Posted on Sat 02 April 2011

Maven and ANT – Managing Your Flash Project’s Build Dependencies

Project build dependency management and resolution is one of the more difficult problems you’ll face as your project grows in size; however even the smallest of projects (and teams) can benefit greatly from getting automatic dependency resolution in place.

What Are My Project’s Build Dependencies?

Most of us are aware of dependencies in object orientated programming – these are the objects that our class in question needs to operate and most of us know the design patterns which we can use to externalise these dependency. Project build dependencies aren’t radically different; instead of referring to objects and instances; we are talking about the source code files (.as) that your project needs when it compiles. Any source code that you haven’t directly written for your project is a build dependency.

Imagine a simple project which makes use of TweenLite and where the source files (.as) for the TwenLite library have been copied into the source folder (src). Now if this were a real project it would result in the greensock code also being committed to our source repository. So, what’s the problem with this? Here’s a couple of potential issues:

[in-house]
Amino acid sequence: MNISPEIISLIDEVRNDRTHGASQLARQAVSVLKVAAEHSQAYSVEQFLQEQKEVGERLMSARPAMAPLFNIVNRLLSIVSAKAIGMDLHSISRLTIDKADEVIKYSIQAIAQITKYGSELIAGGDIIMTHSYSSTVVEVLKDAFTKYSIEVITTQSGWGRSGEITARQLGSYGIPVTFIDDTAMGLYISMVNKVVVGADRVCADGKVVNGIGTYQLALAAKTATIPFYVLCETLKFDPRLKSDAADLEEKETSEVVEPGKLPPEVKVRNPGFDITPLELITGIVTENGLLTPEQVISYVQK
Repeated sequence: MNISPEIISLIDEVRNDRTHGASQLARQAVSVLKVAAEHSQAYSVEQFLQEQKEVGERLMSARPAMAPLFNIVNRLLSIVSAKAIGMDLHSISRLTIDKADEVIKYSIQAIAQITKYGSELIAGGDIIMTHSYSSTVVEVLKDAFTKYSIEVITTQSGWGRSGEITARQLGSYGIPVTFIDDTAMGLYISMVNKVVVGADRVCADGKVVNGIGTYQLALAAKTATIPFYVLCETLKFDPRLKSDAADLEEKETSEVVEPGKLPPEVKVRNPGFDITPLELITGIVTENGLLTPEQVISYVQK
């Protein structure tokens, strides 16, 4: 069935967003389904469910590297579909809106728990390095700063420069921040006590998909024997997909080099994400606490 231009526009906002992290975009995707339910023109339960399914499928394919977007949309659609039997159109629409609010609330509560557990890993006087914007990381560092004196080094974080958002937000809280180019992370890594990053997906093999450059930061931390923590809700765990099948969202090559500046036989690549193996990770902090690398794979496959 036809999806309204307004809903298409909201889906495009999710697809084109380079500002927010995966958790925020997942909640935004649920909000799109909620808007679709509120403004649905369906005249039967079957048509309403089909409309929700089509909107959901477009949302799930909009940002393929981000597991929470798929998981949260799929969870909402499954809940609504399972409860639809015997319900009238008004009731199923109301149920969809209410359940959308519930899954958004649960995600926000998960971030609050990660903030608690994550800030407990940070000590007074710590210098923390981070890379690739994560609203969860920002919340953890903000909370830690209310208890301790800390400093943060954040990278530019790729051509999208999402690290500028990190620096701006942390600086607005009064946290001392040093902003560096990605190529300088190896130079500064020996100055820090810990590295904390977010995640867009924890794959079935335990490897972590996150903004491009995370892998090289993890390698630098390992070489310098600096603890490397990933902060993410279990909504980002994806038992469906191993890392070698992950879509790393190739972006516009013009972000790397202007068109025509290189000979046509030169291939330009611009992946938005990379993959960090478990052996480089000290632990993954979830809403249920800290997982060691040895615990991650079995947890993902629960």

• The project compilation time will be increased as MXMLC will be forced to recompile all the greensock code
  • Developers need to checkout all the source code for TweenLite even tho they will never be editing it – furthermore, some developers may get over excited and decide to start making modifications to this code (at which point it stops being a 3rd party library!)
  • If your project consists of multiple modules (ie: Other SWFs which are loaded at runtime) you will need to make sure they all have exactly the same copy of the TweenLite source code available on the source-path due to the way Flash manages loaded Class Definitions in LoaderContexts.

Using Linked Resource Folders To Share Dependencies Across Projects

Most IDEs allow you to create Linked Resource Folders; the concept is simple – projects can import other projects source folders to allow them to share code, similar to unix symlinks – sounds great – however in practice it can cause lots of headaches!

Imagine a workspace that includes three folders/libraries which are linked:

  • 3rdparty – This project doesn’t compile or create anything, it simply serves as a dumping ground for all application’s shared dependencies, in this case, TweenLite.

  • main – This is our application’s Main project, this makes use of TweenLite and also loads in other module SWFs at runtime.

  • module – This is a module which the Main application will load in at runtime – it also makes use of TweenLite (let’s face it, what Flash app doesn’t!)